University News

New contemplative studies degree blurs science-humanities line

Two concentration courses being taught this spring, first formal concentrators to graduate in 2016

Contributing Writer
Monday, November 24, 2014

“Contemplative studies satisfies an urge that everyone has — to investigate what it means to be experiencing, to be alive,” said Henry Langton ’16, one of the first Brown students who will officially concentrate in the new degree.

The College Curriculum Council approved the concentration in May, making it the University’s 79th field of study and the country’s first contemplative studies major. Before the concentration was approved, 16 seniors graduated with independent concentrations in the field — including three in 2012 and one in 2013, wrote Harold Roth, professor of religious studies and director of the Contemplative Studies Initiative, in an email to The Herald.

Three independent concentrators in the class of 2015 are set to graduate this year, and another three members of the class of 2016 are expected to graduate with degrees in the new formal concentration, Roth wrote.

The two contemplative studies courses being taught this spring have seen steady enrollment. Nineteen students are pre-registered for UNIV 0540: “Introduction to Contemplative Studies,” which is being offered this spring and summer, and 30 students have registered for UNIV 1000: “The Cognitive Neuroscience of Meditation.”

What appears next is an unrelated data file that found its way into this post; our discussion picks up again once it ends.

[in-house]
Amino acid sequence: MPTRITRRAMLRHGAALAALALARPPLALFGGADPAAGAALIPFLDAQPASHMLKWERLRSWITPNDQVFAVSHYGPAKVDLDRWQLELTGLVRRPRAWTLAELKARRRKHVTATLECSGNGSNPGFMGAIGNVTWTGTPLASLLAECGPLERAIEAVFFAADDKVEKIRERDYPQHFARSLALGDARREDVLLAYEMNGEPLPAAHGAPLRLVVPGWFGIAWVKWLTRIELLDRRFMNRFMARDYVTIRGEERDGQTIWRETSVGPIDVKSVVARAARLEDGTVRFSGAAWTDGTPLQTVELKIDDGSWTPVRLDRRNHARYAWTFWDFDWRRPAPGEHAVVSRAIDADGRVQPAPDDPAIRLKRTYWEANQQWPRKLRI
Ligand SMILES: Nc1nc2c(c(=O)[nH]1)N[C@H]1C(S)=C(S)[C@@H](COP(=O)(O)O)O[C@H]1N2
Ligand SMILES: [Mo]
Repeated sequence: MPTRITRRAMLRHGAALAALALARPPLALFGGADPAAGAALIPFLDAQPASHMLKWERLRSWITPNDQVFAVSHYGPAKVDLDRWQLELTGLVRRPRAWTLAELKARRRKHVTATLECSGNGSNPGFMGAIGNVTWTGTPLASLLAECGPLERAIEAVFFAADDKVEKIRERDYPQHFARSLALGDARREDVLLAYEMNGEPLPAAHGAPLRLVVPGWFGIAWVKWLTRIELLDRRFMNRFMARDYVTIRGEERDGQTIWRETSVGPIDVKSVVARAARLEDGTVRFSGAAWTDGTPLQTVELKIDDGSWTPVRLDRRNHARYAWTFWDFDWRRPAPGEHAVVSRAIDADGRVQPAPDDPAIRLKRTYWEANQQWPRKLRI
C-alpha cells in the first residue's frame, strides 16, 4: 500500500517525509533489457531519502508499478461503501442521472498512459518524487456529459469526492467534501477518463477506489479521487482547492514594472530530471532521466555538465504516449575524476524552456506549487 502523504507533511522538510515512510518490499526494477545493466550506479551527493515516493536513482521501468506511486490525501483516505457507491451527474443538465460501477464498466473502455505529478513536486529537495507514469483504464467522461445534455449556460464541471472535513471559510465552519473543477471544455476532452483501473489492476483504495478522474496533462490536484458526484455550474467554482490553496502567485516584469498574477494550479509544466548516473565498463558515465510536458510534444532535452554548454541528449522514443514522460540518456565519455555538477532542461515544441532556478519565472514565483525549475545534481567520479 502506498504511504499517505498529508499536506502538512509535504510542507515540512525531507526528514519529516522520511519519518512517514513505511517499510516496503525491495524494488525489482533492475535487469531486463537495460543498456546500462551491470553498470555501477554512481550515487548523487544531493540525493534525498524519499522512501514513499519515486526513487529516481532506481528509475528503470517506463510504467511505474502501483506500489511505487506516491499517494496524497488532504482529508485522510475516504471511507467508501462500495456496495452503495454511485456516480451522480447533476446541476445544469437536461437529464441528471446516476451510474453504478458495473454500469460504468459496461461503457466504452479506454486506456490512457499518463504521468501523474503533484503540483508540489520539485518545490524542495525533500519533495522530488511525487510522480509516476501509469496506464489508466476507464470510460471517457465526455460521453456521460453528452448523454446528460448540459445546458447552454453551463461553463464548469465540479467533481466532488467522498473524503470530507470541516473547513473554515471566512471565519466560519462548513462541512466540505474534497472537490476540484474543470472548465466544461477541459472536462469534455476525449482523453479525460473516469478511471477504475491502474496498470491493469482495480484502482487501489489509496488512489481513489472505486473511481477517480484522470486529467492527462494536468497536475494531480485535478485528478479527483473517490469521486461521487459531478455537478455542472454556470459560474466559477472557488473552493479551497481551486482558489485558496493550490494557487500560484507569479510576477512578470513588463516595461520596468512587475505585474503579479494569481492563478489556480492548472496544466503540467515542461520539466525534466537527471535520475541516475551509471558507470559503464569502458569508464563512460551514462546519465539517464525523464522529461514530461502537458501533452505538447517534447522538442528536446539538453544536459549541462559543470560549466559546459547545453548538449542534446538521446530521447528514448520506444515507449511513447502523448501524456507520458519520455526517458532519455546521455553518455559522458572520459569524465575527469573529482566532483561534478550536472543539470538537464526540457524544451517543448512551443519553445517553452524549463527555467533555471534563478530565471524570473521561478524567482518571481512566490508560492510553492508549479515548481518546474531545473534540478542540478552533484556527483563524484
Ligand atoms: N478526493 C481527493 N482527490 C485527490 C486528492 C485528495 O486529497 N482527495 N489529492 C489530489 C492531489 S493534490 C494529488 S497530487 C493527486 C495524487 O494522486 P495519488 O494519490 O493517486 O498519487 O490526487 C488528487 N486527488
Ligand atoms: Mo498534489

“We are quite pleased with the interest Brown students have shown in the new concentration,” Roth wrote.
Concentrators study the “underlying philosophy, psychology and phenomenology of contemplative experience across time, cultures and traditions,” according to the University’s contemplative studies website. The concentration offers two tracks: one in the sciences and one in the humanities.

“The field allows a blurring of the lines that are so rigid between science and the humanities,” said Misbah Noorani ’17, who intends to double-concentrate in history and contemplative studies. “We get to answer some of the big questions that are under the surfaces of many fields in academia.”

To fulfill the concentration requirements, Noorani is currently taking classes in epistemology, data analysis and mental perception. “It’s interesting to see how these concepts all combine,” she said. “The course offerings within the concentration end up working together in surprising ways.”

“There’s a logic for the course sequence that I think the (College Curriculum Council) saw, and we’re really starting to see that on the ground,” said Catherine Kerr, assistant professor of medicine and director of translational neuroscience in the Contemplative Studies Initiative.

Kerr teaches “The Cognitive Neuroscience of Meditation,” a course that counts toward the concentration. The class focuses heavily on neuroscience, though it also has a strong interdisciplinary component, she said.

“We conduct a pretty rigorous review of literature and discuss in a pretty critical way the quality of meditation studies,” Kerr said. “Media coverage often puts forward overly positive representations of studies about mindfulness and the brain. We see that as part of our interdisciplinary mission: to teach students how to be critical of various forms of hype around contemplative studies.”

Students learn about contemplative practices not only through classroom lectures and discussions, but also through weekly meditations called MedLabs. In these labs, students spend 10 to 15 minutes practicing meditation, including walking meditation and “breath focus” meditation, Kerr said.

“We do the meditation and learn to use that form of mindful thinking in everyday life,” Langton said. “It’s probably one of the only degrees that can be considered a self-help program at the same time.”

Willoughby Britton, assistant professor of psychiatry and human behavior, is teaching UNIV 0090: “Meditation and the Brain,” a course that runs during the summer. She also runs the Clinical and Affective Neuroscience lab, one of the labs within the field at Brown.